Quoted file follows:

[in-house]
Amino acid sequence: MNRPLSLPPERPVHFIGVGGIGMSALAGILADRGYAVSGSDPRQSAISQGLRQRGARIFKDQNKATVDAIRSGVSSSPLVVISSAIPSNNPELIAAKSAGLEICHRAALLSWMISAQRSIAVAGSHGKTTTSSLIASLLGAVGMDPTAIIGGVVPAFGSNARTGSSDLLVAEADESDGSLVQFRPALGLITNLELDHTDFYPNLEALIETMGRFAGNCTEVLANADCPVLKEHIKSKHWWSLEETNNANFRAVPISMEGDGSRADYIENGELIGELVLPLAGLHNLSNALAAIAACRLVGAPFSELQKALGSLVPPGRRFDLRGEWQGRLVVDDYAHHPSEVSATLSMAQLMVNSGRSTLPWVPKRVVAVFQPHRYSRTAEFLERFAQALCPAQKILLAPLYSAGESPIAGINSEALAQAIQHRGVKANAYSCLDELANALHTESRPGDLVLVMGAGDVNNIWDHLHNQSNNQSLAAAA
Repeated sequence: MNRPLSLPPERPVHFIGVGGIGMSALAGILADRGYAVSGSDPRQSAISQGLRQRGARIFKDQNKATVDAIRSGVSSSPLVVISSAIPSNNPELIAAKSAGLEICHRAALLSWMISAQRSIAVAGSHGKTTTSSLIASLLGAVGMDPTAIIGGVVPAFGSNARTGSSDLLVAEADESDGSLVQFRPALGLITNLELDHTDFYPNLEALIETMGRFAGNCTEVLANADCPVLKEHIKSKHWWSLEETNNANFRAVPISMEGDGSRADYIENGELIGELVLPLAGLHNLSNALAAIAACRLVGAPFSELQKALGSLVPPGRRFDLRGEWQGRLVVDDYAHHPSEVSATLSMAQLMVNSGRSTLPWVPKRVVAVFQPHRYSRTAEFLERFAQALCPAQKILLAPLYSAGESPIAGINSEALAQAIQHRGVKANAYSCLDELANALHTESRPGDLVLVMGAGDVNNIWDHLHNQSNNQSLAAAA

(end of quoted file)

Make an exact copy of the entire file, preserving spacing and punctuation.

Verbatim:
[in-house]
Amino acid sequence: MNRPLSLPPERPVHFIGVGGIGMSALAGILADRGYAVSGSDPRQSAISQGLRQRGARIFKDQNKATVDAIRSGVSSSPLVVISSAIPSNNPELIAAKSAGLEICHRAALLSWMISAQRSIAVAGSHGKTTTSSLIASLLGAVGMDPTAIIGGVVPAFGSNARTGSSDLLVAEADESDGSLVQFRPALGLITNLELDHTDFYPNLEALIETMGRFAGNCTEVLANADCPVLKEHIKSKHWWSLEETNNANFRAVPISMEGDGSRADYIENGELIGELVLPLAGLHNLSNALAAIAACRLVGAPFSELQKALGSLVPPGRRFDLRGEWQGRLVVDDYAHHPSEVSATLSMAQLMVNSGRSTLPWVPKRVVAVFQPHRYSRTAEFLERFAQALCPAQKILLAPLYSAGESPIAGINSEALAQAIQHRGVKANAYSCLDELANALHTESRPGDLVLVMGAGDVNNIWDHLHNQSNNQSLAAAA
Repeated sequence: MNRPLSLPPERPVHFIGVGGIGMSALAGILADRGYAVSGSDPRQSAISQGLRQRGARIFKDQNKATVDAIRSGVSSSPLVVISSAIPSNNPELIAAKSAGLEICHRAALLSWMISAQRSIAVAGSHGKTTTSSLIASLLGAVGMDPTAIIGGVVPAFGSNARTGSSDLLVAEADESDGSLVQFRPALGLITNLELDHTDFYPNLEALIETMGRFAGNCTEVLANADCPVLKEHIKSKHWWSLEETNNANFRAVPISMEGDGSRADYIENGELIGELVLPLAGLHNLSNALAAIAACRLVGAPFSELQKALGSLVPPGRRFDLRGEWQGRLVVDDYAHHPSEVSATLSMAQLMVNSGRSTLPWVPKRVVAVFQPHRYSRTAEFLERFAQALCPAQKILLAPLYSAGESPIAGINSEALAQAIQHRGVKANAYSCLDELANALHTESRPGDLVLVMGAGDVNNIWDHLHNQSNNQSLAAAA